THE RACE WITH THE FLOOD
 IT was a bright spring morning in May, 1864. There had
been much rain in Massachusetts. The ground was soaked
with moisture. The streams were full to the brink.
But overhead the sky was clear, and the sum shone warm
and bright upon the glad earth. The trees were
new-clad in their bright spring vesture, the orchards
were white with bloom. It was the happiest time of the
In the Hampshire hills that morning nearly everybody
was out of doors. The softness of the air, the beauty
of the landscape, the music of nature, called to young
and old to come out and enjoy life at its fullest. The
children were loitering on their way to school. The
men were in the fields getting ready for the spring
planting. The women were busy in their dooryards or in
their little flower gardens, here training a budding
vine or lifting up a fallen branch, there dropping a
seed or transplanting some favorite shrub.
 In the Williamsburg valley, life had never seemed
sweeter than on that quiet spring morning. But
suddenly a nameless thrill passed through the air. The
children paused in the middle of the road. The women
looked up and listened. The men stopped short in their
work and glanced inquiringly first at the river and
then at the green hills above them.
"What was that?" each asked the other.
Some thought it was a passing gust of wind among the
trees. Some said a rock had been suddenly loosened
from its place on the hillside. Others declared that
it was only the mountain brooks rushing down, with more
than their usual volume, to meet the roaring river.
"The river is wider than I ever saw it before," said
the miller, standing in his door; "and it seems to be
growing wider every minute."
Then a shouting was heard far up the road, and the
sound of galloping hoofs. The river roared louder and
louder, and each little brook seemed to be a torrent.
Every heart was filled with a feeling of terror.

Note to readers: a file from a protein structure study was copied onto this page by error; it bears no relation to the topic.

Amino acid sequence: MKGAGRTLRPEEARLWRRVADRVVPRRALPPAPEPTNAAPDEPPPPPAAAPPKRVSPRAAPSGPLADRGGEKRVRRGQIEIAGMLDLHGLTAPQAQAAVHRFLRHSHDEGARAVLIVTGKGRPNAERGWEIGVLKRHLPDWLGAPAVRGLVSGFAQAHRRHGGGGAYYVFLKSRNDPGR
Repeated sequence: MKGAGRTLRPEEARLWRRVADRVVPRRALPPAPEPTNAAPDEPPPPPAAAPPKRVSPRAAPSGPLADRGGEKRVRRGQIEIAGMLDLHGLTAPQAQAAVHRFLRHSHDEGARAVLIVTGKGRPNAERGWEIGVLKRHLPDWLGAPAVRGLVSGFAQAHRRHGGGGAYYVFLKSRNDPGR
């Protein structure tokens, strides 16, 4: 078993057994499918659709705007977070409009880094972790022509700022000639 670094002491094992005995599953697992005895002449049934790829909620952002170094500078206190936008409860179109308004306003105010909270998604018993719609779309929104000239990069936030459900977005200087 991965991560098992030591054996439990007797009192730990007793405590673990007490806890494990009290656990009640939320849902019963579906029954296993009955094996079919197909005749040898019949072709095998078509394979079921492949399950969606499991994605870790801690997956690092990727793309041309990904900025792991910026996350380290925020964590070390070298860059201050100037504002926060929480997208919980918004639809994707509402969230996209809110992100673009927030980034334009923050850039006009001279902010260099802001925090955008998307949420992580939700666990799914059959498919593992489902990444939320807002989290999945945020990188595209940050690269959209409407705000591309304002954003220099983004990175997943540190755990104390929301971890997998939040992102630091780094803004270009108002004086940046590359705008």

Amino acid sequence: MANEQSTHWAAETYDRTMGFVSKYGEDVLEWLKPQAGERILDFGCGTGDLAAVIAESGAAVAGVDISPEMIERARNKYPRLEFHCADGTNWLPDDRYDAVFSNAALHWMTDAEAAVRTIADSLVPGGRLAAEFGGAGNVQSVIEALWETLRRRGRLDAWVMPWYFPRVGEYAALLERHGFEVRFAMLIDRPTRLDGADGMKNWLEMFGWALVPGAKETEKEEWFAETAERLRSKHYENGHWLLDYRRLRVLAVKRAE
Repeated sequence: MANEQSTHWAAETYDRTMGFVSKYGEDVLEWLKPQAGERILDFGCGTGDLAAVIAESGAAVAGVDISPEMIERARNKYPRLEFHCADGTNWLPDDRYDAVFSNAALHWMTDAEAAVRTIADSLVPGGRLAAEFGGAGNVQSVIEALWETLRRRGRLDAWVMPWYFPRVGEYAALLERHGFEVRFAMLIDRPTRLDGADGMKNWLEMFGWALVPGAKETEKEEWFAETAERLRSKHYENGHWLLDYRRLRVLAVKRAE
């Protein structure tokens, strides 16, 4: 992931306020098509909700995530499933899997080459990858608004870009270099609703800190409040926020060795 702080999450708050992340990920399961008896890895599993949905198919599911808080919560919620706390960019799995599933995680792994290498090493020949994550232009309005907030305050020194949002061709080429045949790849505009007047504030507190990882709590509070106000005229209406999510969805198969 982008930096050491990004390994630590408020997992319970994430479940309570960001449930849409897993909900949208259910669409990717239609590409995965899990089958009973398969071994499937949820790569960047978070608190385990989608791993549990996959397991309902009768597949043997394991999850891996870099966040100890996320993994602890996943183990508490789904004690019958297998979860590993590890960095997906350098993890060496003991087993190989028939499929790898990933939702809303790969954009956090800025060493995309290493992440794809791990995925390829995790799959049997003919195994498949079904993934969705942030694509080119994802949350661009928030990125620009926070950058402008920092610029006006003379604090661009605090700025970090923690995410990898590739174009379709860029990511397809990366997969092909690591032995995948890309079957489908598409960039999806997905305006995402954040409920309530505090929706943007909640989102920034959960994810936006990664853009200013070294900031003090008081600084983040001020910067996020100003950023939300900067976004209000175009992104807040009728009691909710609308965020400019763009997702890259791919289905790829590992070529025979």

Nearer and nearer came the sound of the galloping
horse, and far away,
 above the roar of the streams, you might have heard the
shrieking of women and the wild shouting of men.
And now down the narrow road the horse and his rider
comes. The horseman waves his arms wildly and shouts
as he rides.
"It is Collins Graves," say the wondering women.
Everybody in the valley knows him, plain young farmer
as he is; but nobody ever saw him ride as now.
His voice is hoarse with shouting. He points backward,
and then upward to the hills. He draws no rein, but
urges his panting steed right onward while he shouts,—
"The dam has burst! To the hills! To the hills for
He is gone as swiftly as he came, carrying the warning
to the farms and villages below. The roar of the great
flood is now distinctly heard. With shrieks and
shouts, men, women, and children hasten to climb the
hills; nor do they reach them a moment too soon.
A mighty wave comes sweeping down the valley like some
rearing monster. It carries everything
 before it. The mill, the bridge, the village, houses,
barns, cattle, all are ingulfed and swept away. But,
thanks to Collins Graves, the heroic horseman, the
children are all safe, high up on the hills, and safe
also are the women and the men. Safe, too, is the hero
himself, as he checks his steed on high ground at the
foot of the valley below which the flood can do no
"Thank God! The brave man's life is spared!
From Williamsburg town he nobly dared
To race with the flood and take the road
In front of the terrible swath it mowed.
For miles it thundered and crashed behind,
But he looked ahead with a steadfast mind;
'They must be warned!' was all he said,
As away on his terrible ride he sped.
"When heroes are called for, bring the crown
To this Yankee rider; send him down
On the stream of time with the Curtius old.
His deed as the Roman's was brave and bold,
And the tale can as noble a thrill awake,
For he offered his life for the people's sake."
—JOHN BOYLE O'REILLY.